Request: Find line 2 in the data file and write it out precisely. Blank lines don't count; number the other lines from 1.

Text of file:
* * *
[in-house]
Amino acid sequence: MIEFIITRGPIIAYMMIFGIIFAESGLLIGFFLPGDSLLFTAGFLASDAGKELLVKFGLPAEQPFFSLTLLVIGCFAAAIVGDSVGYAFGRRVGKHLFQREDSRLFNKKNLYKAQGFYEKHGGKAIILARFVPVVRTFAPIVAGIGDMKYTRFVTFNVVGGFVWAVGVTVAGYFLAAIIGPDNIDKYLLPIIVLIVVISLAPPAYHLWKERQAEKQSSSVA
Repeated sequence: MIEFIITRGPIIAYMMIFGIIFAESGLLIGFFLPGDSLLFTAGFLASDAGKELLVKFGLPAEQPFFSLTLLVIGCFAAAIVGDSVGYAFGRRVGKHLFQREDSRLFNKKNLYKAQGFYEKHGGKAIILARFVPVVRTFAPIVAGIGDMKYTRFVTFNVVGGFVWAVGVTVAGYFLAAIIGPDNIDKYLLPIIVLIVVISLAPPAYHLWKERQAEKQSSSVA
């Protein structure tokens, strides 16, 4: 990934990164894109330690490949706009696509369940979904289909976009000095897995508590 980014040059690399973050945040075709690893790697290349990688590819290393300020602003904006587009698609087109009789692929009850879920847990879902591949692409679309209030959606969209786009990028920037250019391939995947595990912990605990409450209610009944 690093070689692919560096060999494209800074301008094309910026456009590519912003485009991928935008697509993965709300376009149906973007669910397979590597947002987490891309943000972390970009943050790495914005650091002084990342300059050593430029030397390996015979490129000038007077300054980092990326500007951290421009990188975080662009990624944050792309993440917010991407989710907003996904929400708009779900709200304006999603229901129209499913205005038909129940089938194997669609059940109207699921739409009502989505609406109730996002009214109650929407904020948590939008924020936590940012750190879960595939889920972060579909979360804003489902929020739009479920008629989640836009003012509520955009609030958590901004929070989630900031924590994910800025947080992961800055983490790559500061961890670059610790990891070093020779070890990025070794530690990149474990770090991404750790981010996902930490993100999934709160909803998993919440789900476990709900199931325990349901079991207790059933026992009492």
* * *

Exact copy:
Amino acid sequence: MIEFIITRGPIIAYMMIFGIIFAESGLLIGFFLPGDSLLFTAGFLASDAGKELLVKFGLPAEQPFFSLTLLVIGCFAAAIVGDSVGYAFGRRVGKHLFQREDSRLFNKKNLYKAQGFYEKHGGKAIILARFVPVVRTFAPIVAGIGDMKYTRFVTFNVVGGFVWAVGVTVAGYFLAAIIGPDNIDKYLLPIIVLIVVISLAPPAYHLWKERQAEKQSSSVA